We have gone to great lengths to preserve the survivor’s universal legacy in order to prevent a similar abyss of civilization from reoccurring, however: have we done enough?

Dear esteemed guests (Ambassador Terezija begins),

Allowing these sites to fall into ruin or become victims of vandalism or other external threats is the first step in dismantling the foundations of our societies. If we let the walls crumble, and the stories within them lose their meaning, we are sending a message that this ideology is acceptable, and that this history is no longer important.

If the stories of the Holocaust are abundant – and protected – in the places where they happened, their impact will continue to reverberate through generations. In this way, sites will teach future generations that antisemitism and other forms of hatred are incompatible with Europe’s core values and represent a threat to our democratic, pluralistic societies. This is why countering Holocaust distortion and combating antisemitism is not just about protecting the past; it is about protecting the present and most importantly, it is about protecting the future.

Dear friends,

We cannot stand here today and say we are as optimistic as we were in 2011. In a world where Jewish people are removing Mezuzas from their doors and not sending their children to Jewish schools or campuses out of fear, the echoes of the Holocaust’s ethical lessons are hauntingly relevant. The European Commission and its Strategy on Combatting Antisemitism and Fostering Jewish Life, bears the torch  for the action that must be taken.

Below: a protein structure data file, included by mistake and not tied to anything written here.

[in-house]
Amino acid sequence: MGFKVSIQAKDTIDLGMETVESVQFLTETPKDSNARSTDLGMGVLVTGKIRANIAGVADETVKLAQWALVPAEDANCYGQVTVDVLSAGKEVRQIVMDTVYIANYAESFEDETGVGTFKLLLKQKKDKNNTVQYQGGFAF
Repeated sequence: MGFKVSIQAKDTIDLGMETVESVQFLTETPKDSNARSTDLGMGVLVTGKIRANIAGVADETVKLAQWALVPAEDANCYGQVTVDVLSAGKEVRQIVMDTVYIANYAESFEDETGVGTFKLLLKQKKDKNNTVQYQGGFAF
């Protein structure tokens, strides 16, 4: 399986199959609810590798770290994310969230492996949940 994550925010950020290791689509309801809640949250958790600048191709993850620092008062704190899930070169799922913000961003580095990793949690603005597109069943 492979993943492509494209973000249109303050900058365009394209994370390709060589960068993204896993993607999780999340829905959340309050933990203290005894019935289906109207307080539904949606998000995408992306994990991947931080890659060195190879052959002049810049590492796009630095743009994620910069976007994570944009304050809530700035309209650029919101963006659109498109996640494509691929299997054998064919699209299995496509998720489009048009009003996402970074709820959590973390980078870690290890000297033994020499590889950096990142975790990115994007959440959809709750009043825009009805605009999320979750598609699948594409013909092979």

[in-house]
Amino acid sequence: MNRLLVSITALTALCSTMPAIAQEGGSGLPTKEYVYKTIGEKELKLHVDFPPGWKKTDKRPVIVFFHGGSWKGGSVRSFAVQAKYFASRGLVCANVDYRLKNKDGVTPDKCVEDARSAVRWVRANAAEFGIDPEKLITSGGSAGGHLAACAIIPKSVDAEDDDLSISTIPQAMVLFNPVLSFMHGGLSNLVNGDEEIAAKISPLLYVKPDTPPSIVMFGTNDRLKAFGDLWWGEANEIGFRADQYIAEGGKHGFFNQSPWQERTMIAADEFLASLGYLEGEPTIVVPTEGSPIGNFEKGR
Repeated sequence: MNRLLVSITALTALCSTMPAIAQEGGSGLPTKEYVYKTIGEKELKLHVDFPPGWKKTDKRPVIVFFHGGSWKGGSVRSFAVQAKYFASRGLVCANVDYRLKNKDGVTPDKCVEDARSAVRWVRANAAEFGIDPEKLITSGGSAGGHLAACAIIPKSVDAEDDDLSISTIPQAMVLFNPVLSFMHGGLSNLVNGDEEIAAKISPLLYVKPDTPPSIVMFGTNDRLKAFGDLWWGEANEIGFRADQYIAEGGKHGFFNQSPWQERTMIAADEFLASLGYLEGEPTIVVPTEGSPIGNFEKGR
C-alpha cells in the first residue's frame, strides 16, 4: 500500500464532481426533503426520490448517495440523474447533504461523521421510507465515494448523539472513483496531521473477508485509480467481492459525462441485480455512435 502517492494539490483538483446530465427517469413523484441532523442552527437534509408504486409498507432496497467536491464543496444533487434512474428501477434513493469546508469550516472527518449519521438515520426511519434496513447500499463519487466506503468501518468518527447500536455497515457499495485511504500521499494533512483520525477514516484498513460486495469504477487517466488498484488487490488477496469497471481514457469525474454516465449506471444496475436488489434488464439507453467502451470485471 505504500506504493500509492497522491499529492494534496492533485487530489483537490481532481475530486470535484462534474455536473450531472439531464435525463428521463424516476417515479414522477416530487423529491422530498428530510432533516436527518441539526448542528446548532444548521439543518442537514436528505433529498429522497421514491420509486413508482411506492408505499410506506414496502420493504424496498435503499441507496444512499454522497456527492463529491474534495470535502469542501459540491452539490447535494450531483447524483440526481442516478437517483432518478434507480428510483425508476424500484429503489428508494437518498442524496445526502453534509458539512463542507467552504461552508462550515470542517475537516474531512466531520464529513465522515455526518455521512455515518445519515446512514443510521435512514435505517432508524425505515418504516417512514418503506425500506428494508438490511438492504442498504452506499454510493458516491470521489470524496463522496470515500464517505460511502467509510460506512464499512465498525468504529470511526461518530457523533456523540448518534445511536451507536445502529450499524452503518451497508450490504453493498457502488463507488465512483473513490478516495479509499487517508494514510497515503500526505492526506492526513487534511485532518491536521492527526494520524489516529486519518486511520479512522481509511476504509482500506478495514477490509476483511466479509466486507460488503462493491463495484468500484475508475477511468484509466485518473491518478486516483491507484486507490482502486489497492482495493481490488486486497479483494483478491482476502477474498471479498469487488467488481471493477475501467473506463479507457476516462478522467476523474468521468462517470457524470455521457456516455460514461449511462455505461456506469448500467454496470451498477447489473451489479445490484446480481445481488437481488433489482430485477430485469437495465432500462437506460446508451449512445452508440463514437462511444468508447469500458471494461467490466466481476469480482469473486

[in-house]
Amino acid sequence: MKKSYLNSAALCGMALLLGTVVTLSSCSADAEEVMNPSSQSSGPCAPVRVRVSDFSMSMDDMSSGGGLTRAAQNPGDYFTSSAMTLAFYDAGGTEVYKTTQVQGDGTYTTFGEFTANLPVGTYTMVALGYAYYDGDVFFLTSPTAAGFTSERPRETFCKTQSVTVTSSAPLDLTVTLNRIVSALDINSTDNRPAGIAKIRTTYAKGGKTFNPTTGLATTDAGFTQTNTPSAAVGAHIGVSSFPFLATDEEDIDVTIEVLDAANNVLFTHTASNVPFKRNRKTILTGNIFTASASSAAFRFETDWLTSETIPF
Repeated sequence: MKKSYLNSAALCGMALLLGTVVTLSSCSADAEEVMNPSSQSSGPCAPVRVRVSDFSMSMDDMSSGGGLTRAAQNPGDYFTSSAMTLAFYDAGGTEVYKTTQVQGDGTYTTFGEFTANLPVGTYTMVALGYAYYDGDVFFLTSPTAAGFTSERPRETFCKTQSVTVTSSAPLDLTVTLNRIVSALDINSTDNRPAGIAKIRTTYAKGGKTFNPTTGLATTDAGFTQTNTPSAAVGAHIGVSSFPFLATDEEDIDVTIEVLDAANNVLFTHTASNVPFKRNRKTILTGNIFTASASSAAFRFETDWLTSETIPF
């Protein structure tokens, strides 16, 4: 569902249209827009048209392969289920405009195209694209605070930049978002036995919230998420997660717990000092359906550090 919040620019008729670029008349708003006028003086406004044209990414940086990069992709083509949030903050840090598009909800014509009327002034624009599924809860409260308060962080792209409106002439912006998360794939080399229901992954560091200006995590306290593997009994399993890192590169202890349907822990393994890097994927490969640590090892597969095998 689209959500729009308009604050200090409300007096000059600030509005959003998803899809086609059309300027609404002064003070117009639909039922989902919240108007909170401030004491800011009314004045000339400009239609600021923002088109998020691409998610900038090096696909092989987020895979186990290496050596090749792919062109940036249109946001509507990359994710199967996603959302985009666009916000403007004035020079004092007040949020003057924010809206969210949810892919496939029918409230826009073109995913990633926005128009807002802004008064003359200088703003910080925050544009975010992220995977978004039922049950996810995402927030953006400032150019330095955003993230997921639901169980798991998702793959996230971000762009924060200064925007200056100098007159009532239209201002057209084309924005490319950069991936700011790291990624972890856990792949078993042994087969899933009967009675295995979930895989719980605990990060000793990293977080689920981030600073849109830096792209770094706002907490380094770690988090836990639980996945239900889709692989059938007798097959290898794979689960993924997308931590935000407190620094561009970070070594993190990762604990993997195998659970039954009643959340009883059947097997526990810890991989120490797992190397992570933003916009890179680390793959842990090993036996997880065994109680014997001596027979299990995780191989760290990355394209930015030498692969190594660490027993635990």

Although we may not be optimistic, we are determined. Because today, we are honored to launch the IHRA Charter for Safeguarding Sites, which was recently adopted by all 35 IHRA Member Countries in Zagreb. This is a powerful tool to protect the record of the Holocaust.

The IHRA Charter, lays out safeguarding principles, practices, responsibilities, and common threats to sites, thus enabling sites to continue to authenticate history, in the same way the survivors did.

We are aware that nothing and no one will ever replace the survivors and the witnesses of the Holocaust, for they remain the only true experts of the most documented genocide in history.

However, the sites do speak, if we listen. It will take time for us to learn how to interact and for now, we must start to speak their language. Today as we launch the IHRA Charter for Safeguarding Sites, we begin that journey. We do it with ownership. We do it with purpose. We do it together.

We ask you all to join us in this journey to safeguard sites, to implement the Charter, to share it in your networks.

And as we do so, we think about those victims and survivors who are no longer with us, we cling to the stories they told us. We remember the lives they lived in places where death was imminent. And we march forward.

May their memory live on, woven throughout the 44,000 sites across Europe. May it forever be a pillar that combats antisemitism and counters Holocaust distortion. May it be a blessing for the future. A future of remembrance.